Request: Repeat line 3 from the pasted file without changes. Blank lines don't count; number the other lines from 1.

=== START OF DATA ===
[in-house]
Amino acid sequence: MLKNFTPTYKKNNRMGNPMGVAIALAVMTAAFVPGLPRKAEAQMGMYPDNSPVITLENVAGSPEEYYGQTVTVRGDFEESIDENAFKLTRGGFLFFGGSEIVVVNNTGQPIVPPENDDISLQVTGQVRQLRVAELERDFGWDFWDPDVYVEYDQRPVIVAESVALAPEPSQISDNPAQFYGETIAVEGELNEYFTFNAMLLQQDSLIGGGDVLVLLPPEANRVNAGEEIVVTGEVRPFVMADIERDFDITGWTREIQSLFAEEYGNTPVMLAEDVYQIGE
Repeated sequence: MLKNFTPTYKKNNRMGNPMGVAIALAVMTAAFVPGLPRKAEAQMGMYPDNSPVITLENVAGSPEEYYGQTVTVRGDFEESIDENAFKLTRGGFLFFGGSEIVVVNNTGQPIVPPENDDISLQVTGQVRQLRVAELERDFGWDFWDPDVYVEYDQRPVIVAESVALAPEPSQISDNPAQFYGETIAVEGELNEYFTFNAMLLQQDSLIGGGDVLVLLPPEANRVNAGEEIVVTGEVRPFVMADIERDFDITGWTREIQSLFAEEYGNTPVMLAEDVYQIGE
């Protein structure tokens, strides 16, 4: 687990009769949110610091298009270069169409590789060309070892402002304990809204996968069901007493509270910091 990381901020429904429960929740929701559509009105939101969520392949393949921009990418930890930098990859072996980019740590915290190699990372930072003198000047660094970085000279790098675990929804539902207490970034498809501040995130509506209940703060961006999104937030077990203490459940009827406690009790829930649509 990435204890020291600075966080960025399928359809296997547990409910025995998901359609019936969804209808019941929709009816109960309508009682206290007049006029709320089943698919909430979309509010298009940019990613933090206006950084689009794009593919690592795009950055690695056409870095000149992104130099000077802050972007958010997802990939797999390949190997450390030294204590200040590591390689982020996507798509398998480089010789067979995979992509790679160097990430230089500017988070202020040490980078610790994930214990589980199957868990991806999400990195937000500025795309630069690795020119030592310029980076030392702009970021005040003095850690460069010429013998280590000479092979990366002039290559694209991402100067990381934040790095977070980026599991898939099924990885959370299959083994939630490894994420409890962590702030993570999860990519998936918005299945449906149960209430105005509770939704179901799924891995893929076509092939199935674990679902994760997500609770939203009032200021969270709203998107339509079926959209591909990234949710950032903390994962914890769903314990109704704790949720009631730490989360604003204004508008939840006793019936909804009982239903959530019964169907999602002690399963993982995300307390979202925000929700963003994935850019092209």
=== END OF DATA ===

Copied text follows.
Repeated sequence: MLKNFTPTYKKNNRMGNPMGVAIALAVMTAAFVPGLPRKAEAQMGMYPDNSPVITLENVAGSPEEYYGQTVTVRGDFEESIDENAFKLTRGGFLFFGGSEIVVVNNTGQPIVPPENDDISLQVTGQVRQLRVAELERDFGWDFWDPDVYVEYDQRPVIVAESVALAPEPSQISDNPAQFYGETIAVEGELNEYFTFNAMLLQQDSLIGGGDVLVLLPPEANRVNAGEEIVVTGEVRPFVMADIERDFDITGWTREIQSLFAEEYGNTPVMLAEDVYQIGE